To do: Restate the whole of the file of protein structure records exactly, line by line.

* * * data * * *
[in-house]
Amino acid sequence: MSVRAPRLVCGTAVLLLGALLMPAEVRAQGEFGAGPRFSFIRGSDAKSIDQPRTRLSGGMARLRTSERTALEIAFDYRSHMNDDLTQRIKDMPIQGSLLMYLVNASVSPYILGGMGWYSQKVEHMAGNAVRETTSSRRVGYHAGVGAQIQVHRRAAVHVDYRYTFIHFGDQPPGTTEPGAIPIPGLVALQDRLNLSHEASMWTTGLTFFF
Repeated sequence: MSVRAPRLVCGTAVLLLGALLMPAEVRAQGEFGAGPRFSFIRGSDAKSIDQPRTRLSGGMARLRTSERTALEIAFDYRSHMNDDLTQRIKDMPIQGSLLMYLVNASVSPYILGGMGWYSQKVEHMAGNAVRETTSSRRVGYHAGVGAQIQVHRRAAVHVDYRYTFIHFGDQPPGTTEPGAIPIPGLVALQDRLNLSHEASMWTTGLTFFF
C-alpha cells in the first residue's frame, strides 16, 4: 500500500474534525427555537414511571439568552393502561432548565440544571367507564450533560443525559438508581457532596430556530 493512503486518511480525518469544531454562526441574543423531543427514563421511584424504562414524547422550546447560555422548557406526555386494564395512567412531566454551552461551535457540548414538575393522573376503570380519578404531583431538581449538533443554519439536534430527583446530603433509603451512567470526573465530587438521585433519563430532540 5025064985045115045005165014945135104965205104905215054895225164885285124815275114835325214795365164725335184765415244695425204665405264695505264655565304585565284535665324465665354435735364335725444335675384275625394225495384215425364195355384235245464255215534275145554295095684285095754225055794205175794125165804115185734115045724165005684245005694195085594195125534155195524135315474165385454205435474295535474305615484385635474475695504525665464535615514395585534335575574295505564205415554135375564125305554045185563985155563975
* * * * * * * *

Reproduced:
[in-house]
Amino acid sequence: MSVRAPRLVCGTAVLLLGALLMPAEVRAQGEFGAGPRFSFIRGSDAKSIDQPRTRLSGGMARLRTSERTALEIAFDYRSHMNDDLTQRIKDMPIQGSLLMYLVNASVSPYILGGMGWYSQKVEHMAGNAVRETTSSRRVGYHAGVGAQIQVHRRAAVHVDYRYTFIHFGDQPPGTTEPGAIPIPGLVALQDRLNLSHEASMWTTGLTFFF
Repeated sequence: MSVRAPRLVCGTAVLLLGALLMPAEVRAQGEFGAGPRFSFIRGSDAKSIDQPRTRLSGGMARLRTSERTALEIAFDYRSHMNDDLTQRIKDMPIQGSLLMYLVNASVSPYILGGMGWYSQKVEHMAGNAVRETTSSRRVGYHAGVGAQIQVHRRAAVHVDYRYTFIHFGDQPPGTTEPGAIPIPGLVALQDRLNLSHEASMWTTGLTFFF
C-alpha cells in the first residue's frame, strides 16, 4: 500500500474534525427555537414511571439568552393502561432548565440544571367507564450533560443525559438508581457532596430556530 493512503486518511480525518469544531454562526441574543423531543427514563421511584424504562414524547422550546447560555422548557406526555386494564395512567412531566454551552461551535457540548414538575393522573376503570380519578404531583431538581449538533443554519439536534430527583446530603433509603451512567470526573465530587438521585433519563430532540 5025064985045115045005165014945135104965205104905215054895225164885285124815275114835325214795365164725335184765415244695425204665405264695505264655565304585565284535665324465665354435735364335725444335675384275625394225495384215425364195355384235245464255215534275145554295095684285095754225055794205175794125165804115185734115045724165005684245005694195085594195125534155195524135315474165385454205435474295535474305615484385635474475695504525665464535615514395585534335575574295505564205415554135375564125305554045185563985155563975